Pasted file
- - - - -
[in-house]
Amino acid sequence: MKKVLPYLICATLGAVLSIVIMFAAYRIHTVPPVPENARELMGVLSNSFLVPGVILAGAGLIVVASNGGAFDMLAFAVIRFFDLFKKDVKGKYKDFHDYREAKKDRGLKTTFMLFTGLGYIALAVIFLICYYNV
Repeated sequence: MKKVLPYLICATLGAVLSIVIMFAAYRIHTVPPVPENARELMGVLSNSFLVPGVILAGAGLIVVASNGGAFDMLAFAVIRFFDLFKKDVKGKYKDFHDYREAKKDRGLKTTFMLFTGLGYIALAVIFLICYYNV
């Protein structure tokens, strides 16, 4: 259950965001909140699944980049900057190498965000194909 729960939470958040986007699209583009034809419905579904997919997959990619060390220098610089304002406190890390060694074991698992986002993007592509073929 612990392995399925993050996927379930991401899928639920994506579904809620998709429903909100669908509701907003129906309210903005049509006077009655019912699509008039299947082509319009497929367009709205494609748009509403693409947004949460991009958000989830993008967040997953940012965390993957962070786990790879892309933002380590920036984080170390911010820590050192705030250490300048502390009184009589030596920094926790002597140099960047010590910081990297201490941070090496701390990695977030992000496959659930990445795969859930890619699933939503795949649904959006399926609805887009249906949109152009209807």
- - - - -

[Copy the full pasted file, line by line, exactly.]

[in-house]
Amino acid sequence: MKKVLPYLICATLGAVLSIVIMFAAYRIHTVPPVPENARELMGVLSNSFLVPGVILAGAGLIVVASNGGAFDMLAFAVIRFFDLFKKDVKGKYKDFHDYREAKKDRGLKTTFMLFTGLGYIALAVIFLICYYNV
Repeated sequence: MKKVLPYLICATLGAVLSIVIMFAAYRIHTVPPVPENARELMGVLSNSFLVPGVILAGAGLIVVASNGGAFDMLAFAVIRFFDLFKKDVKGKYKDFHDYREAKKDRGLKTTFMLFTGLGYIALAVIFLICYYNV
């Protein structure tokens, strides 16, 4: 259950965001909140699944980049900057190498965000194909 729960939470958040986007699209583009034809419905579904997919997959990619060390220098610089304002406190890390060694074991698992986002993007592509073929 612990392995399925993050996927379930991401899928639920994506579904809620998709429903909100669908509701907003129906309210903005049509006077009655019912699509008039299947082509319009497929367009709205494609748009509403693409947004949460991009958000989830993008967040997953940012965390993957962070786990790879892309933002380590920036984080170390911010820590050192705030250490300048502390009184009589030596920094926790002597140099960047010590910081990297201490941070090496701390990695977030992000496959659930990445795969859930890619699933939503795949649904959006399926609805887009249906949109152009209807």